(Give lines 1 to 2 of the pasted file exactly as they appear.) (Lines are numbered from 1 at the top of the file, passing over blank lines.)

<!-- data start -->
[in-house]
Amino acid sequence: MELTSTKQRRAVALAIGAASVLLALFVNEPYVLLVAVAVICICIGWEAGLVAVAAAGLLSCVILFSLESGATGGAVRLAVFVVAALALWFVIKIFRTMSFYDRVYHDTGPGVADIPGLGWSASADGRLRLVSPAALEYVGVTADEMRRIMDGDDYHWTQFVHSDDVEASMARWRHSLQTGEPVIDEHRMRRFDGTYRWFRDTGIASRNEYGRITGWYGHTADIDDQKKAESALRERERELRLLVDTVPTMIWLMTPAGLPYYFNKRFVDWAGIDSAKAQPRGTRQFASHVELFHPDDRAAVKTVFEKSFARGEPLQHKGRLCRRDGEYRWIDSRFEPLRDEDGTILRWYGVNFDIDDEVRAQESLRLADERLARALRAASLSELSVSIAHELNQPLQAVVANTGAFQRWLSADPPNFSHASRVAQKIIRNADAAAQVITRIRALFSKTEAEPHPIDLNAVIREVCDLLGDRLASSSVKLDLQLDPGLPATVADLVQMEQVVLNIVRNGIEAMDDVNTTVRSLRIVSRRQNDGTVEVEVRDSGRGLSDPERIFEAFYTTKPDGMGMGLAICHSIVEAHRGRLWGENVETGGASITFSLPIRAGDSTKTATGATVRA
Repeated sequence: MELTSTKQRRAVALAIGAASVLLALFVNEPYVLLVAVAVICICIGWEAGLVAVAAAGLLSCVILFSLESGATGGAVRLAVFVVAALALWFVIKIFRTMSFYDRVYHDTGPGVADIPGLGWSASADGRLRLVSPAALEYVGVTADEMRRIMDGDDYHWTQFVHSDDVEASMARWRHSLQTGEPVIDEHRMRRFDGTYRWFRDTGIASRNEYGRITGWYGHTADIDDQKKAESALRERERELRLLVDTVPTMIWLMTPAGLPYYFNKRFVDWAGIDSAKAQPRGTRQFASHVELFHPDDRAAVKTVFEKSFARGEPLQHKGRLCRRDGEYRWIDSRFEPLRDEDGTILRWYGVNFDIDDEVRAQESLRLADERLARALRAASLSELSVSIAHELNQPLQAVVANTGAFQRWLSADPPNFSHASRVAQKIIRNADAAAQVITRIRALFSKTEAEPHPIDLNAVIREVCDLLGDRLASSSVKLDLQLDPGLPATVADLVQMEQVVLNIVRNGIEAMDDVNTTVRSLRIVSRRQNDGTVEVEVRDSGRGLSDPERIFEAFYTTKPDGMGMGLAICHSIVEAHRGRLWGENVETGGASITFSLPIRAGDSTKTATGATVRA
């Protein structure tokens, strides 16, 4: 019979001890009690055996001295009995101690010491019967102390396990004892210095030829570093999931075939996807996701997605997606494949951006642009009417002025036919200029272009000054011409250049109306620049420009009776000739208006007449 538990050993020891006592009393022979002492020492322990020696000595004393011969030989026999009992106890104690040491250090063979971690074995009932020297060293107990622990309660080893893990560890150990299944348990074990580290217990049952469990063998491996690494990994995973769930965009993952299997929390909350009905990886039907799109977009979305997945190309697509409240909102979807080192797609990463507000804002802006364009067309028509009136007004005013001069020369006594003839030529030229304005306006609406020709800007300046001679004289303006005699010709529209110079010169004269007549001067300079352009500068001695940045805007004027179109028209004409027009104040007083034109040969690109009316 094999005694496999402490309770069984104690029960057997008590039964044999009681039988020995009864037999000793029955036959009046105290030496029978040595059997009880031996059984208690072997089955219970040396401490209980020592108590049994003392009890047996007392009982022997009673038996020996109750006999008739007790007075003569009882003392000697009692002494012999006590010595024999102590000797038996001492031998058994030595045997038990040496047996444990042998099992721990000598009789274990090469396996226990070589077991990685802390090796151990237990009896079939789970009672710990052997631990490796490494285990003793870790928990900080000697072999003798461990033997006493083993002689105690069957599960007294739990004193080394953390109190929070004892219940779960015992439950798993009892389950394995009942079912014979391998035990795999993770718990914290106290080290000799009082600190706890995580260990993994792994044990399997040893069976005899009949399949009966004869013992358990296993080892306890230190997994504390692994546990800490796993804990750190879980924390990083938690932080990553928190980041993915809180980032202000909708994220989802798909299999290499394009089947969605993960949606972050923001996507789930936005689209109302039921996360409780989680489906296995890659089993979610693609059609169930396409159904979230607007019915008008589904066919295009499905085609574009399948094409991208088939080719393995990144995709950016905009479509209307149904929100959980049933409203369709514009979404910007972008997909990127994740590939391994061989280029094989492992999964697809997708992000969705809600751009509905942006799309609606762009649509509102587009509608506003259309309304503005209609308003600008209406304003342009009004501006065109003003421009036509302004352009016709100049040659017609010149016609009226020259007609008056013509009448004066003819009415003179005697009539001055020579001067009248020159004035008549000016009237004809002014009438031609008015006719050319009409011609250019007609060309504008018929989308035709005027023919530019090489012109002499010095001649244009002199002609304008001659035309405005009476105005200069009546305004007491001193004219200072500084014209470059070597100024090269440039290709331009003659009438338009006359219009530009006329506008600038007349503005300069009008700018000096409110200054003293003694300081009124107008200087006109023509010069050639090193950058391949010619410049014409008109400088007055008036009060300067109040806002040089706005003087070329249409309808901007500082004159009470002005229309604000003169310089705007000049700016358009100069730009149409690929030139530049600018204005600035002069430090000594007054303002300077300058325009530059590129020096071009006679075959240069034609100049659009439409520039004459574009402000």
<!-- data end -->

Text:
[in-house]
Amino acid sequence: MELTSTKQRRAVALAIGAASVLLALFVNEPYVLLVAVAVICICIGWEAGLVAVAAAGLLSCVILFSLESGATGGAVRLAVFVVAALALWFVIKIFRTMSFYDRVYHDTGPGVADIPGLGWSASADGRLRLVSPAALEYVGVTADEMRRIMDGDDYHWTQFVHSDDVEASMARWRHSLQTGEPVIDEHRMRRFDGTYRWFRDTGIASRNEYGRITGWYGHTADIDDQKKAESALRERERELRLLVDTVPTMIWLMTPAGLPYYFNKRFVDWAGIDSAKAQPRGTRQFASHVELFHPDDRAAVKTVFEKSFARGEPLQHKGRLCRRDGEYRWIDSRFEPLRDEDGTILRWYGVNFDIDDEVRAQESLRLADERLARALRAASLSELSVSIAHELNQPLQAVVANTGAFQRWLSADPPNFSHASRVAQKIIRNADAAAQVITRIRALFSKTEAEPHPIDLNAVIREVCDLLGDRLASSSVKLDLQLDPGLPATVADLVQMEQVVLNIVRNGIEAMDDVNTTVRSLRIVSRRQNDGTVEVEVRDSGRGLSDPERIFEAFYTTKPDGMGMGLAICHSIVEAHRGRLWGENVETGGASITFSLPIRAGDSTKTATGATVRA